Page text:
From the Southern wilds of suburban New Orleans comes news of a recent debutante ball that will likely remain unrivaled in Metairie, LA for ages. Why? Because there were dwarfs, a Popeye's food service, and an 8,000 square-foot tent.

Just how lavish and spectacular was 21-year-old Jane Yvonne White's society debut? Well, here are some luxurious details:

Prospective guests received invitations delivered in silver boxes that contained mirrors designed as pages from Grimm's fairy tale, with the debutante/birthday girl's story woven into the familiar text: "Once upon a time in the middle of winter when the flakes of snow were falling like feathers from the sky, a little girl was born."

A little girl named Jane Yvonne White???

As the guests arrived, and after they dispatched their cars to valet parkers who sported red bowties and beanies, they were greeted by little people dressed as the fairy tale's dwarfs, as well as artificial snow falling from the trees.

Nothing says swell society function like little people in dwarf costumes for hire.

The Southern-flair purveyance of Joel Dondis was elaborately displayed. One station was at a gazebo that was completely covered in white feathers with a plume-orb encrusted with twinkle lights hanging above piles of shrimp, stone crab claws and gravlax. Additional culinary enticements were situated elsewhere about the party premises, were Hudson Valley seared foie gras, oysters on the half shell, caviar, pee-wee soft-shell crabs, fried shrimp served in bamboo cones, artisan and farmhouse cheeses, tenderloin of beef, duck breast, and buffalo short ribs.

From the White Magic and its ambiance, guests moved to a decorative chiaroscuro, passing though a "dark forest" to the deep-toned Queen's Boudoir tent, a "seductive den of sensual pleasures." One guest dubbed it "The Temptation Room." A blood-red drink served as an after-dinner libation to complement the array of apples and little red chocolate-candy hearts (remember the "Snow White" story) that were created by Sucre's chef Tariq Hanna and placed on mirrors.

Iron candelabras with large red votives figured in the decor, as did a grouping of black velvet sofas. Adding levity, and a passel of smiles, was the Funtastic Fotos station, where folks queued up for on-site digital imaging and the resultant petit flip-books of their animation. "Jane Yvonne" and an apple design graced the tiny tomes.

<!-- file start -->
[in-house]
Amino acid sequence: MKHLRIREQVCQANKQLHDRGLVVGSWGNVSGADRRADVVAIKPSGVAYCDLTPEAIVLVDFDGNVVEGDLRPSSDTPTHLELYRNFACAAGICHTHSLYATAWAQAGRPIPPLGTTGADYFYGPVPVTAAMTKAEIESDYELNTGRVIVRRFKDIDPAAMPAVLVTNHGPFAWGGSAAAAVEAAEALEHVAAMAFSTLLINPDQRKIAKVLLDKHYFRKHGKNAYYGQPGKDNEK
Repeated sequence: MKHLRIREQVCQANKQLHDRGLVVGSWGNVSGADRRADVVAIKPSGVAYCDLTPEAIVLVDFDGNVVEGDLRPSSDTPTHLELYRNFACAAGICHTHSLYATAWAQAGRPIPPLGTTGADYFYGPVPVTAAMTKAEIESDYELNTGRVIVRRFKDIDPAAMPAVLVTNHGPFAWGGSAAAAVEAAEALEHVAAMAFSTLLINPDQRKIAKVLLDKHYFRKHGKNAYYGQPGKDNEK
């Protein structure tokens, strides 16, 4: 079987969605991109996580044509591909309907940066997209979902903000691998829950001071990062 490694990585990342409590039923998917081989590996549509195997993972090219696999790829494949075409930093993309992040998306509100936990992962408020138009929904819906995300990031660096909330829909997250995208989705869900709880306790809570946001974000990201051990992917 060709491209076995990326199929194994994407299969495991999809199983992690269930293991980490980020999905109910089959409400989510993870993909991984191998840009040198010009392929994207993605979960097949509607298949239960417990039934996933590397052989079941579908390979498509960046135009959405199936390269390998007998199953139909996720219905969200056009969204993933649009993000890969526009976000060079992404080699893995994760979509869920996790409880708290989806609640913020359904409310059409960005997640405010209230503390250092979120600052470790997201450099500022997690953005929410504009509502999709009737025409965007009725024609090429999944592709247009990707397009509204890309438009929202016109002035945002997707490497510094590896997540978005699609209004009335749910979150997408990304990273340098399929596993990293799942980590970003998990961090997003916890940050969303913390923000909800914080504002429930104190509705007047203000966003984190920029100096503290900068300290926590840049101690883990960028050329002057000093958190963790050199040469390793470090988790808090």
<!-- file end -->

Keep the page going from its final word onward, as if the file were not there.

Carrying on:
Was Jane's mom holding court in the Queen's Boudoir all night, shoveling gravlax into her craw, posing for Funtastic Fotos? One can only dream.

Additional music around and about (and earlier) included a solo piano player; Party on the Moon's nine-piece band, which hit the stage at 9:30 p.m. to vroom up the White Magic "room" with kaleidoscopic lights, dancing dwarfs Happy and Grumpy, and a pulsating party pack; and Bobby Rush, who stepped into the music-making limelight at 1 a.m.

Popeyes chicken was served at that time, as were hamburger sliders and French fries. As the ultimate extension of hospitality, the Whites offered drivers to take the weary party-goers home.

OK, Popeye's is actually pretty awesome. Though, not if it's just the chicken. You need the biscuits too, y'all. The biscuits are key.

Throughout the 12-hour duration of the unparalleled partying, superlatives were trotted out to describe the bash, along with such adjectives as "gorgeous, " "unbelievable" and "a true winter wonderland." Commented one individual who has observed many a social scene, "It was truly the most tasteful high-end deb party I've been to, the party of all time."

12 hours? Now that's tasteful.

Was anyone who is reading this actually at the thing? Tell us your magical fairy tales!

[Story and image via Best of New Orleans]